PreSonus Blog

The Metal Amp De-Harsher

Since Dynamic EQ was introduced in version 5, I’ve used it to replace and improve some techniques I used to do with static EQ. For example, I’m a fan of adding a sharp notch in front of amp sims that feature heavy distortion. This is because notching out certain frequencies can lead to a smoother, less harsh sound. After tuning the notch for the sweetest tone, you make the Q narrow enough to take out only the frequencies that cause the harshness.

However, dynamic EQ can de-harsh amps with more finesse than static EQ. Fig. 1 shows the setup.

Figure 1: Setup for de-harshing with the Pro EQ3’s dynamic EQ.

The Pro EQ3 inserts before Ampire. I used Ampire’s Angel Power amp for the audio example. You’ll hear the biggest improvements with this technique when using high-gain amps, but it can also be effective with other amp sim designs.

Fig. 2 shows the Pro EQ3 settings. The de-harsher uses only two stages of EQ. The most crucial one is the midrange filter around 2.62 kHz. That’s the frequency I liked best, but be sure to vary the notch and try different frequencies with different amps. The effect is quite dependent on the notch frequency.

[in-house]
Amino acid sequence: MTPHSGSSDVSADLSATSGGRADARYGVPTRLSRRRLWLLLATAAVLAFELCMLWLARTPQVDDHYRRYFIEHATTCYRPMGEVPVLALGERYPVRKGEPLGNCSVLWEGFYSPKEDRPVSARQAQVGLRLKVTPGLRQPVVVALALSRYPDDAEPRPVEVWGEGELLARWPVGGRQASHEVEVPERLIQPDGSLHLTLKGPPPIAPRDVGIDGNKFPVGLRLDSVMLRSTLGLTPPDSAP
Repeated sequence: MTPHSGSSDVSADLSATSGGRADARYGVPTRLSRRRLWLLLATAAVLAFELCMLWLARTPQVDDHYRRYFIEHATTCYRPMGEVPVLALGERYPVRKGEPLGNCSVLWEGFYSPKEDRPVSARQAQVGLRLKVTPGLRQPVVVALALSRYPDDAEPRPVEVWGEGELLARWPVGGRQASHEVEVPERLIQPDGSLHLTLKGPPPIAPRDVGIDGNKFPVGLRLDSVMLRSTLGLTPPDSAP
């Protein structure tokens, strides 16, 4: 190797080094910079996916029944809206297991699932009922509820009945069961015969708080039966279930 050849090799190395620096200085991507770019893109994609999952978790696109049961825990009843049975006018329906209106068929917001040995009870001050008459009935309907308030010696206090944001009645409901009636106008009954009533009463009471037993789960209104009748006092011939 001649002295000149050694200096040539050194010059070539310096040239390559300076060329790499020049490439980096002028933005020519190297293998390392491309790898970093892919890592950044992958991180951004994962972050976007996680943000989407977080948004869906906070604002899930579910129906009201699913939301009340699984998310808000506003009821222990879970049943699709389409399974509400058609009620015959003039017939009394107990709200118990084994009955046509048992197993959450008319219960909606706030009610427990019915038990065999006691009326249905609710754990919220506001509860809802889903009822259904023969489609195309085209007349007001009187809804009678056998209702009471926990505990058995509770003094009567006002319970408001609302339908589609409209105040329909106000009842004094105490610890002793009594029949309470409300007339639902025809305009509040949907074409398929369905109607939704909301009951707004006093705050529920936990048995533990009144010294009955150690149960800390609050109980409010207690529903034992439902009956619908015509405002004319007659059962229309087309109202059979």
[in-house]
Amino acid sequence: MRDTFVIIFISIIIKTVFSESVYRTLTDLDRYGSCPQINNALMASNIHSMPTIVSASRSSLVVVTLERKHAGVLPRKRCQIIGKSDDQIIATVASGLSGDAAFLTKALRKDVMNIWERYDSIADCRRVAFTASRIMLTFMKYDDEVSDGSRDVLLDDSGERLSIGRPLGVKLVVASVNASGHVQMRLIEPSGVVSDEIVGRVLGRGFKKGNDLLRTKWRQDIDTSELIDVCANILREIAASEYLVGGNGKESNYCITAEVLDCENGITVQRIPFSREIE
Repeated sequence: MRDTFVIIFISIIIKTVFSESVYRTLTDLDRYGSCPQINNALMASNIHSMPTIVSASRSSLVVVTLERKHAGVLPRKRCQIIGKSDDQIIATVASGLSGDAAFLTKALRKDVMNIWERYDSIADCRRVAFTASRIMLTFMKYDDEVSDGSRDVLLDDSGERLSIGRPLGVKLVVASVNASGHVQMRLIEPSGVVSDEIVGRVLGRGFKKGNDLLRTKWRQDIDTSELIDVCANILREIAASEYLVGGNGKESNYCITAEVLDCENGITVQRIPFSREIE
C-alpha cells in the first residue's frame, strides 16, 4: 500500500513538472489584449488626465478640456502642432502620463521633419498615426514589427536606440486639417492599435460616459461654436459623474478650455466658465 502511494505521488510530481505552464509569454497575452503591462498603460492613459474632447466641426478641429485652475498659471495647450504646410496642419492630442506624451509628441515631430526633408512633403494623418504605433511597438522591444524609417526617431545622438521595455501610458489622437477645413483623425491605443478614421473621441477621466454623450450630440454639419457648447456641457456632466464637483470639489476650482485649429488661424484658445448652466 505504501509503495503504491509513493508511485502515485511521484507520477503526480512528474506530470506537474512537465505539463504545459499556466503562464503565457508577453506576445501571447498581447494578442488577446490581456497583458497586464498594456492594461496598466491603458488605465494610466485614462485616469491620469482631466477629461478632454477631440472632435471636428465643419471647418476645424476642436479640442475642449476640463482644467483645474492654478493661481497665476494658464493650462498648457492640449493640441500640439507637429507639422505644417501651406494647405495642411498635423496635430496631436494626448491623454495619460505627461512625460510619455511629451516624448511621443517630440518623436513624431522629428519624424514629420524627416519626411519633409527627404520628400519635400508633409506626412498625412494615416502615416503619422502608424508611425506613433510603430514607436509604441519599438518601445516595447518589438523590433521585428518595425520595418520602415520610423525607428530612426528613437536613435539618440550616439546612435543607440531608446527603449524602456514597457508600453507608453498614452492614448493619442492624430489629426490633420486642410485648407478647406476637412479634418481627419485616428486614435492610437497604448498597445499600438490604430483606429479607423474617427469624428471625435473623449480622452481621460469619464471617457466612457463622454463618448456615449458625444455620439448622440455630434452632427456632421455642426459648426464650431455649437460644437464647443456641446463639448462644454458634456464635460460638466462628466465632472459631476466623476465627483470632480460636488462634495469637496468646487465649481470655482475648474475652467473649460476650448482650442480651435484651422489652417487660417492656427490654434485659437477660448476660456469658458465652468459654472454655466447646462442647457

Figure 2: Pro EQ3 settings.

The low-frequency shelf is there because…well, because we can. There’s not a lot of useful energy down that low, so why have it take up bandwidth? Fewer frequencies being distorted means a cleaner sound.

Start with the settings shown. The optimum Threshold and Range parameter values depend on the input signal strength. For the Mid frequency, set the Threshold so that the notch reaches the full -24 dB of attenuation when hitting your strings the hardest. Dial back the Range if you want to re-introduce a little more bite. The low shelf settings aren’t that critical. I set it so that when slamming chords, there’s maximum attenuation.

The audio example plays the straight Angel Power amp, and then the same riff with the same settings but with the de-harsher EQ inserted before the amp. If you play the original version right after the de-harshed version, you may find it easier to notice the “spiky,” harsh artifacts that the de-harsher removes.